Phillip Lefesi, fast becoming the leading commenter on my blog and a major pain in the ass, just directed me to the latest post on Ted Hope’s blog and I wish he’d quit it. He’s just doing it to get my goat, and he certainly knows which pasture she grazes in.
I’m delighted to report that it wasn’t Ted who penned this incredible drivel, but the fact that he allowed such stuff to be featured at all is in itself abominable.
The author of the post is a gentleman by the name of John Bradburn who is allegedly a lecturer and faculty member at Staffordshire University in England and attached to the Film Production Technology department. From his guest post, though, it would seem that Mr. Bradburn’s knowledge of technology ends somewhere prior to the introduction of the internet.
Film gigging, according to Mr. Bradburn, is the film version of music gigging, only, you know, with film instead of music. As some of you are aware, I’m vocally averse to snarkiness on these pages and I’ve gently admonished some contributors for their sarcastic tone. So I apologize to you and to John Bradburn for the tone of this post, but I simply can’t help it. (And ownership has its privileges.)
It’s just that nowhere in Mr. Bradburn’s 1,000-word-plus treatise does one find either the word "internet" or the phrase "streaming media." This from a man who is credited on Ted’s blog as a researcher in “new distribution models, digital film language and DIY aesthetics.”
DIY aesthetics?! Are you kidding? What pretentious tripe.
Mr. Bradburn, a filmmaker but clearly not a musician, compares “kids” who gig with filmmakers who distribute. Isn’t the correct comparison the distribution of music with the distribution of movies? Isn’t it the digital distribution of music on iTunes with the digital distribution of films on iTunes? Or streaming on Netflix? Or on a platform like The Auteurs or Gigantic Digital? (Hopefully Gigantic Digital is still live.) How, in a post about new models of film distribution, can a researcher and lecturer whose primary concentration is in technology and "DIY aesthetics" dismiss digital distribution to the point of completely ignoring it?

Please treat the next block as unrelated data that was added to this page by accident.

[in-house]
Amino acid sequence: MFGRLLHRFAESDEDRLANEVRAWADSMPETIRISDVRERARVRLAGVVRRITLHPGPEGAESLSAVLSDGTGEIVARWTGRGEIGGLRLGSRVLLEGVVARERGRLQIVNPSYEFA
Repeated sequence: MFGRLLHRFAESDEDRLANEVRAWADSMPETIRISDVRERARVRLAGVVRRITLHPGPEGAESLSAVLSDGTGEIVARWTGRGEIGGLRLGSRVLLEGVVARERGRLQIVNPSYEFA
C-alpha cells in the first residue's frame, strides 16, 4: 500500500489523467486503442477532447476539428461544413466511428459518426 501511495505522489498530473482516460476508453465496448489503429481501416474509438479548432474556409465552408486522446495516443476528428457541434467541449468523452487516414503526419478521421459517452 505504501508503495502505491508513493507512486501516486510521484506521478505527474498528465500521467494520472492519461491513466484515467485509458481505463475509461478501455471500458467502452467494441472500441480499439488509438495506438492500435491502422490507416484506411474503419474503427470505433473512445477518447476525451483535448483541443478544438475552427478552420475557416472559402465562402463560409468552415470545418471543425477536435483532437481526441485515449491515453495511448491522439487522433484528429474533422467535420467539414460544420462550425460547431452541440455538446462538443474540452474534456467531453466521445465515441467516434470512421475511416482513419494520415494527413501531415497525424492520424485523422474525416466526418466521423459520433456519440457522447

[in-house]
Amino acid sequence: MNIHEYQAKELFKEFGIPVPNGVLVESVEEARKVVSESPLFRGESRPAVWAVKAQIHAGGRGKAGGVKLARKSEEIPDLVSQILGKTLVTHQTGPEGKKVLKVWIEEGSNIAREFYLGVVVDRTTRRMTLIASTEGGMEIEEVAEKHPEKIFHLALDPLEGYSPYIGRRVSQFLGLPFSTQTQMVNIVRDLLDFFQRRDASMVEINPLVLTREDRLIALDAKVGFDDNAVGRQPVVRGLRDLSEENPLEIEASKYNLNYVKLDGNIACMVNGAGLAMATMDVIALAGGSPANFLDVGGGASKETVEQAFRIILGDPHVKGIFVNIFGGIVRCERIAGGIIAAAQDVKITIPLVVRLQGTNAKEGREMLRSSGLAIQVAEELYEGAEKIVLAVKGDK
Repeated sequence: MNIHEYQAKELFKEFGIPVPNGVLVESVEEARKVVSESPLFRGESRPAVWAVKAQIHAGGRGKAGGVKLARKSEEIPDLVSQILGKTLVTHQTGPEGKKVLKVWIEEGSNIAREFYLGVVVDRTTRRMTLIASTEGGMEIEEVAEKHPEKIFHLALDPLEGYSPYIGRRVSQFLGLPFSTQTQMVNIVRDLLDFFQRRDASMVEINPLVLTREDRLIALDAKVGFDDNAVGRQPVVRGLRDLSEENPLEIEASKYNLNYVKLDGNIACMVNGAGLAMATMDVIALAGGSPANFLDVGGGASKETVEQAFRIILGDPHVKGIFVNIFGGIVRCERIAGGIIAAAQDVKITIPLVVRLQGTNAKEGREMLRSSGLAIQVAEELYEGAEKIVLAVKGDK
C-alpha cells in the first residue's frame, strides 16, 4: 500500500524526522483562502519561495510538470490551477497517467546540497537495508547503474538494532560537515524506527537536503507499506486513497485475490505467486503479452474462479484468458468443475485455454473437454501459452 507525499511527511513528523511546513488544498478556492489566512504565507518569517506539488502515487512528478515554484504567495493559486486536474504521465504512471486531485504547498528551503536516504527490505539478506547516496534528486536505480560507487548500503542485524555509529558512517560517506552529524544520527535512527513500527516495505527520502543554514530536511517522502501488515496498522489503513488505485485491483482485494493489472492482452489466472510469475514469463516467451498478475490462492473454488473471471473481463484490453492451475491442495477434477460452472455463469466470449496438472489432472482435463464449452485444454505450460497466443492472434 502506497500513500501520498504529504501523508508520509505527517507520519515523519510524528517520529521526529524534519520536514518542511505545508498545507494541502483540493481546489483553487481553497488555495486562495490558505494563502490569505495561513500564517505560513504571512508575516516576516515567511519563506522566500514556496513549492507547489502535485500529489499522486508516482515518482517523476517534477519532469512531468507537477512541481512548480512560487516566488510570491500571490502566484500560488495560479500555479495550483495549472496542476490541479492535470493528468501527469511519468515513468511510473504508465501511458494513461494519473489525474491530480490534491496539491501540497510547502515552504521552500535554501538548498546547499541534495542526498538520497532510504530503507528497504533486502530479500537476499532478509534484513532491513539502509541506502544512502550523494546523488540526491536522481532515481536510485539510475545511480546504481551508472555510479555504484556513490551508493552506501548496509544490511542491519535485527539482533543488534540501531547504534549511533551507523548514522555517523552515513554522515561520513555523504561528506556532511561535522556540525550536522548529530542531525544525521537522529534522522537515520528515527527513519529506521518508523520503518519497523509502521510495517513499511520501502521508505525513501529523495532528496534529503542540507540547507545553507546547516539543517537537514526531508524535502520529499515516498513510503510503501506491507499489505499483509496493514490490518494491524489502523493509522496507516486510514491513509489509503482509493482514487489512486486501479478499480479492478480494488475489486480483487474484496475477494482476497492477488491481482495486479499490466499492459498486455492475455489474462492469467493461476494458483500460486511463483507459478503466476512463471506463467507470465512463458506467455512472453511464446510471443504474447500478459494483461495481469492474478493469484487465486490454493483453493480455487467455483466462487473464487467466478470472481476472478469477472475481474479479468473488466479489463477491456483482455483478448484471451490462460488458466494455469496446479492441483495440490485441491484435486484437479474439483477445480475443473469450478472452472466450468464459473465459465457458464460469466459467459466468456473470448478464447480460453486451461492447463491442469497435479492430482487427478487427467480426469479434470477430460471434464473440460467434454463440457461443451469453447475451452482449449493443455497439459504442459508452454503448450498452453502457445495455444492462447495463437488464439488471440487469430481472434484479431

Mr. Bradburn believes that it is his duty and “ours” as a modern filmmaker to follow in the footsteps of the “DIY punk and hardcore music scene” of the 1980s. The 1980s! He plans to bicycle his “lo-fi” film hither and yon, from church basement to local tavern. “I’d even love to be invited to someone’s house and show it to a group of friends.” How quaint.
But Mr. Bradburn, we’ve learned from your post that the punks of the ’80s “looked at the technology and the audience and worked out a profitable cost structure.” Do you think it might serve us to look at the technology of the 21st century and perhaps base our distribution strategy and cost structure on that? Maybe hip ourselves to the technological revolution that’s occurred since the days when Bad Brains and Minor Threat rocked the kids at CBGB?
It’s this kind of bollocksed-up commentary by the likes of John "Mr. Chips" Bradburn (there I go again) – and often of Ted himself – that only serves to perpetuate the myth of independent film rather than propel independent film into its bright, very clearly lighted digital future online; a place where Bradburn can screen his film to potentially billions at once rather than to one lovely couple at a time over tea in Staffordshire.
Clearly, the streaming table is not fully set yet, but does that mean that you ignore the 800-pound streaming gorilla in the room? Wouldn’t you rather lead than pander?
Look at the comments associated with Bradburn’s post. No mention of the internet or streaming there, either, and no surprise. If you don’t try to raise the bar, if all you feed a person is junk food, you’re likely to get the same junk right back.
Let’s raise the bar.
Let’s light a smarter bulb and a brighter fire. (Sorry again for the snark.)